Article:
Where Credit Is Due

A new study of the largest issuers of corporate debt shows that recent gains in creditworthiness are more fragile than you think.

The upshot: if stock prices don’t maintain their recent momentum—a distinct possibility in light of persistently weak economic conditions—many if not most debt-laden companies could soon be back where they started not long after the market bubble burst, with investors seriously worried about their balance sheets.

Analyzing Default Risk

The MKMV study uses a proprietary methodology to analyze a company’s likelihood of defaulting, which it expresses as its trademarked Moody’s KMV Expected Default Frequency (EDF). The firm counts some 80 of the world’s 100 largest banks as its clients, and almost all of them use the methodology to make decisions on loans and to manage risk, says MKMV president Doug Woodham. (See “Explaining EDF,” at the end of this article, for a detailed explanation of MKMV’s methodology.)

Because trends in supply and trading volumes can influence spreads on bonds and credit derivatives, and because ratings change so slowly, MKMV’s methodology is a more accurate measure of short-term changes in credit quality, claims Woodham. It has “higher accuracy in terms of predicting default,” he says, and therefore serves banks well as “an early warning system.” (One reason for that may be that the methodology takes into account any off-balance-sheet debt, as efforts to move assets and liabilities off the balance sheet reduce the value of what remains.)

What’s more, says Woodham, a number of banks are using the methodology to help determine whether they’re earning enough on corporate credit, and using that to figure out how much more fee income they may need from providing other services to a company to make the relationship worthwhile. The methodology is also being used by an increasing number of institutional investors, he adds. Given that, MKMV’s most recent findings suggest that the cost of capital supplied by banks and the public debt markets for many large issuers of debt may be higher than credit ratings alone may lead their finance executives to expect.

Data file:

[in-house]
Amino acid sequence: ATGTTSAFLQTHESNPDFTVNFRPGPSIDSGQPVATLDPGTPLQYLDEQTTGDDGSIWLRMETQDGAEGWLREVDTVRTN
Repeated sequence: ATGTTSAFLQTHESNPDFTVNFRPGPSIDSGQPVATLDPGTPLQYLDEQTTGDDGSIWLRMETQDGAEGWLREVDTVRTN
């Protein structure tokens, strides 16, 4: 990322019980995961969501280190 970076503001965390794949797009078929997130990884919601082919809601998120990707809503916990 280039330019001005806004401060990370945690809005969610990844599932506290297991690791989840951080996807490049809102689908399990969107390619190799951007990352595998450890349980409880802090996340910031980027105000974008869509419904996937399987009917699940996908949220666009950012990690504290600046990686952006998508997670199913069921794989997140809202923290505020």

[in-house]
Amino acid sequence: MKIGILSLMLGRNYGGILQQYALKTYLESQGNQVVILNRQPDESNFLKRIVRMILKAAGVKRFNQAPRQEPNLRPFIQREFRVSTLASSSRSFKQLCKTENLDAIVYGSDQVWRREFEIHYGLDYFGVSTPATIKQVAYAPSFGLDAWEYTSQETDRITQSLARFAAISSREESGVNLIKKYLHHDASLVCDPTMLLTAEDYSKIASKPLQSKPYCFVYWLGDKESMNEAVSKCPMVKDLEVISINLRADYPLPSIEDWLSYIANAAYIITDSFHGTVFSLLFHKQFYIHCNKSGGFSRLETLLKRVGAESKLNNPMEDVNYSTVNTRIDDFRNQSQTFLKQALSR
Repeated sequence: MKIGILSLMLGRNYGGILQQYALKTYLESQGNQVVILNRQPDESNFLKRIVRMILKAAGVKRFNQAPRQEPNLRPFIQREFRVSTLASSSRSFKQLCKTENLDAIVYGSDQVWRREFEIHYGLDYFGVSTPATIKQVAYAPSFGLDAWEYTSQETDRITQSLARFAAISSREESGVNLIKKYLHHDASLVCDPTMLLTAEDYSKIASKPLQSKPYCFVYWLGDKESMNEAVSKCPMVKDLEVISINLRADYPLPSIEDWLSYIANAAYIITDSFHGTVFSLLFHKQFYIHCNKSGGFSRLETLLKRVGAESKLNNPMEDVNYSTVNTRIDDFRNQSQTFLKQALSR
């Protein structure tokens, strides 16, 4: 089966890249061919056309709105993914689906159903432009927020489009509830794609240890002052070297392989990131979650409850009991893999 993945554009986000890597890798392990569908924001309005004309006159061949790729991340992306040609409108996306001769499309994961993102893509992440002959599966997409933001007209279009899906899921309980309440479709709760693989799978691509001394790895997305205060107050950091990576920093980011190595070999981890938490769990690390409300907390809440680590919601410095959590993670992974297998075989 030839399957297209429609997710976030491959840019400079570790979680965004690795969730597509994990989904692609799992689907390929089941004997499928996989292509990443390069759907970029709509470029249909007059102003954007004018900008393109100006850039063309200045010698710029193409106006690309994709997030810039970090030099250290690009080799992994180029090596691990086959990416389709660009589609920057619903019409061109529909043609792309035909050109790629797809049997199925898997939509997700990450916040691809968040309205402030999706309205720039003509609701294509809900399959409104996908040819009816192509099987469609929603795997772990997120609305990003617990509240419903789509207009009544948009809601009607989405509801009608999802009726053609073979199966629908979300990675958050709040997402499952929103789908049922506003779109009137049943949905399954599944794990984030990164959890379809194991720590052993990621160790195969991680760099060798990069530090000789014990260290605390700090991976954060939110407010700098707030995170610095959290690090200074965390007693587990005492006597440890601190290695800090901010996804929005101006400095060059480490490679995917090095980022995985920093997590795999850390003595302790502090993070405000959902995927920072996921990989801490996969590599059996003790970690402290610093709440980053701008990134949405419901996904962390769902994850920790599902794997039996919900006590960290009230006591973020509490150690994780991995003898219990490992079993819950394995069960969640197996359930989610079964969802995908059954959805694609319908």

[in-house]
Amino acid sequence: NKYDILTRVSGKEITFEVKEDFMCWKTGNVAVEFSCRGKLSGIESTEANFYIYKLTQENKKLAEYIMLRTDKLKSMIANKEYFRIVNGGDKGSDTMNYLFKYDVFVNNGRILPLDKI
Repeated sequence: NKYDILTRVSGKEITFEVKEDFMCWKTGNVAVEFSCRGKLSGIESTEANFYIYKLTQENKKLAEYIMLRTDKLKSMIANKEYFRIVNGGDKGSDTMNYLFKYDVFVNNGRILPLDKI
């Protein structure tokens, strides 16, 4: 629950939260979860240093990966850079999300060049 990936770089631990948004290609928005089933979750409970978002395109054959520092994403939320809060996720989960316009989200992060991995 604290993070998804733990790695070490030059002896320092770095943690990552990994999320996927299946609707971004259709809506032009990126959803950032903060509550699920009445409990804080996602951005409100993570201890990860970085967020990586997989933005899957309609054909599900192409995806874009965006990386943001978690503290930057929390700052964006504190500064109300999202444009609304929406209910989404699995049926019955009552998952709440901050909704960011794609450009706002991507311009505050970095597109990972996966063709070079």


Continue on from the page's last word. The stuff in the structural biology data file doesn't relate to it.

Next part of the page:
The study does confirm the impression that corporate credit quality is improving—though, again, the main reason is rising stock prices, not falling debt. MKMV found that the likelihood that companies will default on their debt obligations within a year or so has fallen dramatically during the past 12 months, and especially the past 6 (see “Trend Spotting” at the end of this article).

Lightening the Load

Issuing public debt, however, is only one of the circumstances that make private companies subject to Sarbox. Those attempting to merge with public companies, of course, must prepare to comply. And, increasingly, lenders and investment bankers are using the act’s provisions as a due-diligence gold standard.

Of course, the study also shows wide variations in the data among individual companies (see “Explaining EDF” at the end of this article). And that reflects different approaches to balance- sheet management, as interviews with top finance executives at some of these firms illustrate.

Companies like Nextel, Verizon Communications Inc., and Xerox Corp., for instance, have done much to reduce their short- or long-term liabilities, or both. To one degree or another, they’ve cut spending and shed noncore assets, using the cash to pay down debt, exchange it for equity, or both. Where possible, they’ve also refinanced debt—terming out short-term obligations, or substituting cheaper short-term debt for long-term—to improve their interest coverage. But that’s easier said than done, which helps explain why other companies still labor under heavier obligations than they might want.

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